’Rejuvenated and professionalised’, Alentejo wine sector wants to be known worldwide

"There has been an investment in the modernisation of wineries and European funds have been important", Francisco Mateus said, exemplifying that aid has been used "for marketing" and "promotion abroad", helping wineries to "penetrate the markets and go to fairs". NUNO VEIGA/LUSA [Lusa/Nuno Veiga]

This article is part of our special report Generational renewal in agriculture.

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The Alentejo wine sector, the market leader in Portugal, sells four in ten bottles on the Portuguese market. It has become professional and ‘rejuvenated’ in recent decades and aims to be recognised worldwide, a regional representative told EURACTIV’s partner Lusa.

However, despite this positive trend, the sector has to assert itself more in terms of exports and prices, Francisco Mateus, president of the Alentejo Regional Winemaking Commission (CVRA) said. The CVRA is the body that certifies, controls and protects Alentejo and Regional Alentejo Denominação de Origem Controlada (DOC) wines.

“Winegrowing is important in the region, in the context of agri-foodstuffs, and has been growing”, CVRA’s president added.

“The way in which consumers accepted the wines from the Alentejo in the first years of the 1990s had to do with some technological revolution” in the region and “the Alentejo, in 30 years, has almost rejuvenated itself”, he went on to say.

“People with a very professional vision and young people with training and experience in other parts of the world have joined the profession”, he said.

“There are many people working in Alentejo today who have studied outside Portugal or had professional experiences outside the country and, therefore, come with more ‘world’ experience and that’s good. We’re more open to innovation”, he explained.

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Sustainable restructuring

The Alentejo Wine Sustainability Programme (PSVA), a pioneering initiative in Portugal promoted by the CVRA (although it exists in other parts of the world), is one of the examples of how innovation has marked the region.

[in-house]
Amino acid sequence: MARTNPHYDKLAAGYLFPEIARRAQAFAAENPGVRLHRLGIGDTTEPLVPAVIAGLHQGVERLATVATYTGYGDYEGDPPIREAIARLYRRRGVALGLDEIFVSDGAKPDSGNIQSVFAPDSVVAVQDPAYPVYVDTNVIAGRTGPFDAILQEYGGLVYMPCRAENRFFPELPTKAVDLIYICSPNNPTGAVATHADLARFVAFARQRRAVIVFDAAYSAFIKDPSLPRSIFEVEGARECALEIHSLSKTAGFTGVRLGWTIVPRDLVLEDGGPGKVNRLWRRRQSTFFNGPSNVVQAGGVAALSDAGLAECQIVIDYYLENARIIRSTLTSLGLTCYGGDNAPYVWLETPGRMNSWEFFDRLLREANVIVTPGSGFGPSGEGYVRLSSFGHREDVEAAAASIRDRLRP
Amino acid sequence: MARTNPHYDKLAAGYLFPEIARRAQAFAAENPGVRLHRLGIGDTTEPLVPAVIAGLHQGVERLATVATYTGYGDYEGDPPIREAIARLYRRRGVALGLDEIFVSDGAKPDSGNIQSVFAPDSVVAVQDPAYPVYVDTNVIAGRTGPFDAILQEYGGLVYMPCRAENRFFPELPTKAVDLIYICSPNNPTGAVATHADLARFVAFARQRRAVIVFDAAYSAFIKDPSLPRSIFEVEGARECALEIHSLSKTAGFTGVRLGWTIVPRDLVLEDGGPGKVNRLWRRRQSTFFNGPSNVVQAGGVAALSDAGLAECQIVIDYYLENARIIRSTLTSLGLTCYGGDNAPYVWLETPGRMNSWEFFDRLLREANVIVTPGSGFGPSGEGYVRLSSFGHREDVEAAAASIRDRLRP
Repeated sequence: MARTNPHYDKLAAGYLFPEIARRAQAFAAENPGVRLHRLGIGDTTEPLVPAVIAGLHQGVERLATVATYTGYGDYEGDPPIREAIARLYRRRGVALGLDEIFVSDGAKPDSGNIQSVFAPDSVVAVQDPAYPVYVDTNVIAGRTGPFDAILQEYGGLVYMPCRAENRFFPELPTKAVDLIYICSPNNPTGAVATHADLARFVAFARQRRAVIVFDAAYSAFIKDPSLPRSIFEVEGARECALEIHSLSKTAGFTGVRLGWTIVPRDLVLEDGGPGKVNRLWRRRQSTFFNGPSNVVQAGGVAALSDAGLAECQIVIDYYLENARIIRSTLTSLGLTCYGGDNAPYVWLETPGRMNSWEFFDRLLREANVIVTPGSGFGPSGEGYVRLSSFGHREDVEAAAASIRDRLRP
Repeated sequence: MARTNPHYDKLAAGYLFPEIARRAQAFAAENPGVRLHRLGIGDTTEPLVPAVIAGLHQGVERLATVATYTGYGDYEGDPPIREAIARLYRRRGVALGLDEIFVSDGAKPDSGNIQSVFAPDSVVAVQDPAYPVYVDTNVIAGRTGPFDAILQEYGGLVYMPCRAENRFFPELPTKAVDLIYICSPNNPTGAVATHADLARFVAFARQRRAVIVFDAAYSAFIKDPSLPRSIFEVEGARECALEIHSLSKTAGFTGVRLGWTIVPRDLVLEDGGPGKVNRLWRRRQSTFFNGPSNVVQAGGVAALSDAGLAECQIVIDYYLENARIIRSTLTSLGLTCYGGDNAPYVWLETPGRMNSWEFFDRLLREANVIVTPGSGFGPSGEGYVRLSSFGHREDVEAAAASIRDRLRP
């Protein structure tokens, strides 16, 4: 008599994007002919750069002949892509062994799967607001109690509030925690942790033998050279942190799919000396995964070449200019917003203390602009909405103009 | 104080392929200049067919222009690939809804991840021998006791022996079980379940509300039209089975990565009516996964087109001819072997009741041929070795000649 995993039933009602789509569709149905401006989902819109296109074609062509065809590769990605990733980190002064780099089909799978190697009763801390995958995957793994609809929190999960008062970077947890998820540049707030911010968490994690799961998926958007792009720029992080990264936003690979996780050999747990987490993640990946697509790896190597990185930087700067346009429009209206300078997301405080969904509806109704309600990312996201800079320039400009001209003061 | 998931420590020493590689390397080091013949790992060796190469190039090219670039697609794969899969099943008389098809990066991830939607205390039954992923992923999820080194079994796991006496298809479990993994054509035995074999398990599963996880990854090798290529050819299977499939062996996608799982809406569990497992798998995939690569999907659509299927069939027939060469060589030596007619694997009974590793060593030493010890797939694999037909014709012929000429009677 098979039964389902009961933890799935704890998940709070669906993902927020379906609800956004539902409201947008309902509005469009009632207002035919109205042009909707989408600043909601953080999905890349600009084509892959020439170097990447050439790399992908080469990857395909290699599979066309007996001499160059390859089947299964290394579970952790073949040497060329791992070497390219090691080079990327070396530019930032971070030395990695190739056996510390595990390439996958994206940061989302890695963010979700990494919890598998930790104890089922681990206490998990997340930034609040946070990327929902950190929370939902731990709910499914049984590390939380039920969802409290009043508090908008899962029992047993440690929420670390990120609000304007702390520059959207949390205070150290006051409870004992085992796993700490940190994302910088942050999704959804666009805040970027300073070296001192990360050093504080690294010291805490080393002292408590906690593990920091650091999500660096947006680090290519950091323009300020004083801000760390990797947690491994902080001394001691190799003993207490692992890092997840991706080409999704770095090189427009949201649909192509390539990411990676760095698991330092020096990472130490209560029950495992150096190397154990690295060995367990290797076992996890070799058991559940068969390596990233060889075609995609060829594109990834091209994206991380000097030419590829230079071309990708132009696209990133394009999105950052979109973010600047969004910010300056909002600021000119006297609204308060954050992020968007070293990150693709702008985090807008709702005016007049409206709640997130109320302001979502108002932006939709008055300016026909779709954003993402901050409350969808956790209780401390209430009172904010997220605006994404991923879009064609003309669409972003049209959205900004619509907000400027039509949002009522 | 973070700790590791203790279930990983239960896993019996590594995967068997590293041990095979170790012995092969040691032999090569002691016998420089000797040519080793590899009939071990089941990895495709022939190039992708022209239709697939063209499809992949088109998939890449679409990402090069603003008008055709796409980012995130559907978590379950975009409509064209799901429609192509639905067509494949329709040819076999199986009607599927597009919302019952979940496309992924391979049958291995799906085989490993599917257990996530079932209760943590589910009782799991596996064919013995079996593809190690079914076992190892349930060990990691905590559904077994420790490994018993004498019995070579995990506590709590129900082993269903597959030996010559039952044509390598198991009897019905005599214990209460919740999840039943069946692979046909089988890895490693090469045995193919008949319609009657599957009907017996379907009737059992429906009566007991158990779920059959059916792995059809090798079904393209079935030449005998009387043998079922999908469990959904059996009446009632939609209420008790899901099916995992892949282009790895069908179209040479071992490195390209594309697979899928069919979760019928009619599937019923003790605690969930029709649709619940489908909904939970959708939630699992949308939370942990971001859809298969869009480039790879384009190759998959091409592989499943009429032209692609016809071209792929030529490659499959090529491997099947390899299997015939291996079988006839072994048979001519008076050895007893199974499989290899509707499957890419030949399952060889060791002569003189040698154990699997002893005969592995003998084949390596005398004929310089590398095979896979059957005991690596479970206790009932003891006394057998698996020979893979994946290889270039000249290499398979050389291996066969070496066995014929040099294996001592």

Launched in 2015, the programme started with 94 members and now has 386. João Barroso, who leads the PSVA, told Lusa that the programme aimed at grape and wine producers in the region, but also involves networks with research institutions, higher education, regional and national bodies, among others.

The voluntary PSVA encourages good environmental and sustainable practices in vineyards and wineries. Besides, it was recently one of the 15 winners of the LIAISON Project 2019 European Rural Innovation Competition, which is part of the European Commission’s European Innovation Partnership for Agricultural Productivity and Sustainability (EIP-AGRI).

Alentejo producers have also been paying attention to the European Union and are taking advantage of EU support to improve their facilities and their product.

“There has been an investment in the modernisation of wineries and European funds have been important”, Francisco Mateus said, exemplifying that aid has been used “for marketing” and “promotion abroad”, helping wineries to “penetrate the markets and go to fairs”.

The vineyard restructuring programme has been “a very important milestone”. Between 2000 and 2017, overall Community aid of €137 million was approved for Alentejo, corresponding to “some €200 million invested in the land”, he stressed, adding that the vine areas approved for restructuring were “around 17,000 hectares, from 2000 to the 2017/2018 campaign”.

In 2018, Alentejo produced “107 million litres of wine”, registering “a better year than the previous one”, since “2017 was the culmination of three years of successive decline in production”, due to the drought.

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From Portugal to the world

This year, production should not “come close to that figure”, due to the lack of rain, he admitted. But as he is convinced by the wine’s quality, he added that “the producers report that we will have an excellent year”.

According to data from the Institute of Vine and Wine (IVV) in 2018, almost 21,962 hectares of the 24,544 hectares of vineyards in Alentejo are registered with the CVRA, which is far more than just 30 years ago.

“As time went by, it became an asset to be able to use the name Alentejo,” Mateus added. The region “has led the market share for many years” in Portugal, the main destination for its wines.

“We have almost 40% of the market share of certified wines, which is very good” and, in 2018, the average price was “above the national average,” said CVRA’s president.

Alentejo exports “have been relatively stable” and, on average, between 2015 and 2018, sold almost 20 million litres of wine abroad. The average turnover for Alentejo wine exports reached €62.3 million.

The region’s main export destination remains Europe if one counts it as a whole. But when it comes to individual countries, Angola, Brazil, the United States and Switzerland rank among the biggest export destinations,  Mateus added.

What Alentejo still lacks is “generating more monetary value” with its wine and “taking the ‘leap’ to export more wine, by diversifying the range of countries to which it sells the product,” he said.

The CVRA’s president, who recognised that “it’s a job that never ends”, stated that the body’s ambition is to “make the Alentejo a recognised wine region in Europe and worldwide”.

[Edited by Zoran Radosavljevic, Daniel Eck]

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